Reading the SEC fraud-and-insider-trading complaint (PDF) against Angelo Mozilo, I was struck by how very much the former Countrywide chairman and CEO understood about the slipping lending standards that eventually led his mortgage firm to collapse in on itself. Inside his company, he was actually quite vocal about making changes to fix the situation. He wasn’t oblivious. He was ignored. Even though he was chairman and CEO, he didn’t manage to find a way to get done what he wanted to do.
As recounted in this Time.com story, the SEC’s point is that Mozilo—plus COO and president David Sambol and CFO Eric Sieracki—talked extensively about how loans were getting riskier and considerably more difficult to understand at the same time they were loading up on more of those risky loans and telling investors everything was hunky-dory. (Stop me if you’ve heard this one before.)
For instance, at an investor conference on September 13, 2006, Mozilo called Countrywide a “role model to others in terms of responsible lending” and discussed the firm’s “prudent underwriting guidelines” with respect to pay-option ARMs (those mortgages in which borrowers got to pick how much they paid each month, even if the amount fell short of the interest due, let along the principal). And yet that same summer, Mozilo (and others) had become deeply concerned with Countrywide’s pay-option ARM portfolio—the percentage of people making just the minimum payment had jumped from 37% to 71% in less than a year—and had sent out a number of warnings. Just two weeks after the investor conference, Mozilo wrote an email to Sambol and Sieracki: “[we] have no way, with any reasonable certainty, to assess the real risk of holding [Pay-Option] loans on our balance sheet… The bottom line is that we are flying blind on how these loans will perform in a stressed environment of higher unemployment, reduced values and slowing home sales.” He wanted to get rid of the entire business.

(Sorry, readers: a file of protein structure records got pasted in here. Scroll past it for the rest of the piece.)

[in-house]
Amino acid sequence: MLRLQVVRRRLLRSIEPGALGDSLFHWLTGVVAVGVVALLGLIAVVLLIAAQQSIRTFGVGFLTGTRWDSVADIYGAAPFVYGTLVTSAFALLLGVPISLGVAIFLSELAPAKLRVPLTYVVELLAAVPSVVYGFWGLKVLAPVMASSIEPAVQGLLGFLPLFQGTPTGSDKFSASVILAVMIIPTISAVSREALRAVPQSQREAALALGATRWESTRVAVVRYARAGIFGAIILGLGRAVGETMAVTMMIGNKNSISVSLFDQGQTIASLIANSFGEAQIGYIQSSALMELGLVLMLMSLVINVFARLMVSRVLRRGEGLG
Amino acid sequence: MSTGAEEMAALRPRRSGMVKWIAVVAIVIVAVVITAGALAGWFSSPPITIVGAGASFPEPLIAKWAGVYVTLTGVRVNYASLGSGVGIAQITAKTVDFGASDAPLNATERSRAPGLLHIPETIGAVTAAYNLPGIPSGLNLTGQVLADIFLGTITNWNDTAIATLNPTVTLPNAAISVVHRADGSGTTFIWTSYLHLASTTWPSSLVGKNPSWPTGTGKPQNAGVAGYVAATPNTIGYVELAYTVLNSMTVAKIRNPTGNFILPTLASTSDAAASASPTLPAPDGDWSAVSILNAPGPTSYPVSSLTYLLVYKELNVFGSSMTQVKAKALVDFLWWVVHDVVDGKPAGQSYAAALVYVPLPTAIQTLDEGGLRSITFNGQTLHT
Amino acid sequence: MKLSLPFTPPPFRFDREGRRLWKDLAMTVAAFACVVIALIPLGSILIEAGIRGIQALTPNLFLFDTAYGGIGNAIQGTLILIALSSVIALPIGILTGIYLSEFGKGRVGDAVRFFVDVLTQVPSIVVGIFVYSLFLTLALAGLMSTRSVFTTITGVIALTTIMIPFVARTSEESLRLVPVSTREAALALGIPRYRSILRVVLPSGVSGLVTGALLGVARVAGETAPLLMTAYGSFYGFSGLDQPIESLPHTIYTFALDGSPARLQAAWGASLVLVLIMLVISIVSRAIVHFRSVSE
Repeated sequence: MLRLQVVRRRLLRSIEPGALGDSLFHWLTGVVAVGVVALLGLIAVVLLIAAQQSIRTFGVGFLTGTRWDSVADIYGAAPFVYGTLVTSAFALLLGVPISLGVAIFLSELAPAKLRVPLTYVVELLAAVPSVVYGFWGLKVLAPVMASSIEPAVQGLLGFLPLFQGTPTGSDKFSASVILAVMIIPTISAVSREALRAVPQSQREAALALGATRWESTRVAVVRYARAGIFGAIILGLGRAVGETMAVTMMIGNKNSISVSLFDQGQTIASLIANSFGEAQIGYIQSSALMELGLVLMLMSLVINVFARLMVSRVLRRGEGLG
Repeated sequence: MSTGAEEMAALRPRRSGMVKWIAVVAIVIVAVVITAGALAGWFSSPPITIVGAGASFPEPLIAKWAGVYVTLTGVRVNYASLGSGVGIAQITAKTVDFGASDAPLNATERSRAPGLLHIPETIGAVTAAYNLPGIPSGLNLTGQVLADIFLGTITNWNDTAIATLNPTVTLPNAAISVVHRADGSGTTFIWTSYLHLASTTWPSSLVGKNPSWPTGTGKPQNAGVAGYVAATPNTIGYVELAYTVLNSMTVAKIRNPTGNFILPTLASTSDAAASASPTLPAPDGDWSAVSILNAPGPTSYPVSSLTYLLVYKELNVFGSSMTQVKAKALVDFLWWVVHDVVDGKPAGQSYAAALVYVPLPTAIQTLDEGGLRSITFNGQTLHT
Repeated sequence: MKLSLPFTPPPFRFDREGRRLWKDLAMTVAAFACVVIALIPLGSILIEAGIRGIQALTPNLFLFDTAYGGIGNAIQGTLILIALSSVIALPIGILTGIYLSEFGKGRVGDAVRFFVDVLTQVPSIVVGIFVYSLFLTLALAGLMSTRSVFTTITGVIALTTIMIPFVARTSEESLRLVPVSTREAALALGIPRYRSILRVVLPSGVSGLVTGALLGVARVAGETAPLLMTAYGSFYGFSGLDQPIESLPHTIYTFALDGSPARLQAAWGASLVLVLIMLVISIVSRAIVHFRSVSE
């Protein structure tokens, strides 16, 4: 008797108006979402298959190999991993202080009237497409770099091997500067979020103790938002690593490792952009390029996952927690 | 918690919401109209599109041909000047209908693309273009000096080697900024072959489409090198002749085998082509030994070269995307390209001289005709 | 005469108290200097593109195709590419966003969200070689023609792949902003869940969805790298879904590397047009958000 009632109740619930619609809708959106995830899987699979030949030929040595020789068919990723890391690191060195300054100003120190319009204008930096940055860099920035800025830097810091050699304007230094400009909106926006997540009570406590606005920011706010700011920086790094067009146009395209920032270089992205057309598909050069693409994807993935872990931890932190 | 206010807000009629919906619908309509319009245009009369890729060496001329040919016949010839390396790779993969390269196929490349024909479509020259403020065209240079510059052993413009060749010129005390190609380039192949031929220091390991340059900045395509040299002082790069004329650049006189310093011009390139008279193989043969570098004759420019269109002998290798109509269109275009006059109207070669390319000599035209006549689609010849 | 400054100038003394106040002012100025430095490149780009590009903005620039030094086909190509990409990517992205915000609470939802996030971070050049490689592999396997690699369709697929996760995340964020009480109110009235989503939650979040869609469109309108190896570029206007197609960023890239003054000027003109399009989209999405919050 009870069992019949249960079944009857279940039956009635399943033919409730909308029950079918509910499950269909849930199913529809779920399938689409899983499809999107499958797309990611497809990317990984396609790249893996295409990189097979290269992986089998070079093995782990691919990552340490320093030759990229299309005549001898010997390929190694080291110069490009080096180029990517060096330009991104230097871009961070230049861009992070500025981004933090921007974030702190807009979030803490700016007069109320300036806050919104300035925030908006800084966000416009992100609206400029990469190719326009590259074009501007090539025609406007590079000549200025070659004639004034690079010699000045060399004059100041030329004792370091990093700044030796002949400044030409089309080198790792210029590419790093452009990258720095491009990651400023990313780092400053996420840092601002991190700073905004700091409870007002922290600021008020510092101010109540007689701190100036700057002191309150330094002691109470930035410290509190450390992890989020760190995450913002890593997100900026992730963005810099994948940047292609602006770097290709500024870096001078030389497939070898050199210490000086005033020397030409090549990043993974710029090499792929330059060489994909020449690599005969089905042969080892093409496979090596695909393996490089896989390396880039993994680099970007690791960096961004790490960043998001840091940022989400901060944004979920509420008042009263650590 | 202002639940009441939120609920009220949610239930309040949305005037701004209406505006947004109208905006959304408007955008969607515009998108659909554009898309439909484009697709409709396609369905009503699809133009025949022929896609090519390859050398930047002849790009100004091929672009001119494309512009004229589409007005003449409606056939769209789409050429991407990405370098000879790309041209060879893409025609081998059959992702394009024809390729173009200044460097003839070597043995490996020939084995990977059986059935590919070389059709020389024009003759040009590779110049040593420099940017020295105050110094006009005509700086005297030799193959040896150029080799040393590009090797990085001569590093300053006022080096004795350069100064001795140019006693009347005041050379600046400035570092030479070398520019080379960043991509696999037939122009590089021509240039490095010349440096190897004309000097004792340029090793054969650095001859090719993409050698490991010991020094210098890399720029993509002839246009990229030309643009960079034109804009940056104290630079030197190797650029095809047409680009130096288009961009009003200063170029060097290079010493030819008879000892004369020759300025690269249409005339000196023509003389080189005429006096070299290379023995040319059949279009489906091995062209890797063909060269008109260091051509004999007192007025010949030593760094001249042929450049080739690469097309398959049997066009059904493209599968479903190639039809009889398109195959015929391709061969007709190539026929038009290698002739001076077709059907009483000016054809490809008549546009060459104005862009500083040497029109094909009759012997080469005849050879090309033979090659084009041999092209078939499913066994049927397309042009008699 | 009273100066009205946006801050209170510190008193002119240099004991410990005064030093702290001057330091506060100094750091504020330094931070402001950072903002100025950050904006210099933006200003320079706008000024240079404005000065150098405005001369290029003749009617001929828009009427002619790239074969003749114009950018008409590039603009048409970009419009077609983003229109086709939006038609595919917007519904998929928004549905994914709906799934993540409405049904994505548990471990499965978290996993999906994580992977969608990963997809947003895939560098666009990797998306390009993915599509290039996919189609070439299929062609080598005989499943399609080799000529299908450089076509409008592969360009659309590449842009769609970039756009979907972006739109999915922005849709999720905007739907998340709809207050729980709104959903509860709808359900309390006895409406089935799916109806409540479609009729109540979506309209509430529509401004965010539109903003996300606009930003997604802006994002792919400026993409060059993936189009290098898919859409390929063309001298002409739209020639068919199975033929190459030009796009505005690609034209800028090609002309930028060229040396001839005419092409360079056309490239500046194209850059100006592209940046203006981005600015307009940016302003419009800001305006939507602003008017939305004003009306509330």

But Countrywide didn’t. Mozilo also wanted to include a letter to every new borrower getting a pay-option ARM expounding on the dangers of negative amoritzation (i.e., making too small a payment and seeing interest owed go up, not down), and encouraging people to pay down their mortgages faster. That didn’t happen either.
Why not? It’s tough to tell from the SEC complaint—after all, it’s making a case for fraud and insider trading (that second charge is leveled only at Mozilo), not bad management. But it does nonetheless, time and again, cast Mozilo in the role of a person raising red flags. (Others were as well, including, notably, chief risk officer John McMurray.) In September 2006, Mozilo wrote an email to COO Sambol, warning that certain loans were “mispriced” in the secondary market, and should that mispricing correct, Countrywide could be forced to write down swaths of its loan portfolio. In another email, he worried about evidence that an increasing number of borrowers were lying about their income in order to lock in mortgages. I’m not sure which is worse—for a CEO to turn a deaf ear to warnings from his underlings or for those underlings to turn a deaf ear to his.
Now, I’m by no means saying Mozilo is a misunderstood good guy. He was still going out in public, talking about how Countrywide loans were “all high FICO,” when, in fact, they weren’t, and glorifying his firm’s underwriting when, in fact, it had implemented a policy of matching competitors’ loans with very few questions asked.
Still, I wonder if the thing Mozilo is most at fault for, more than anything else, is fecklessness.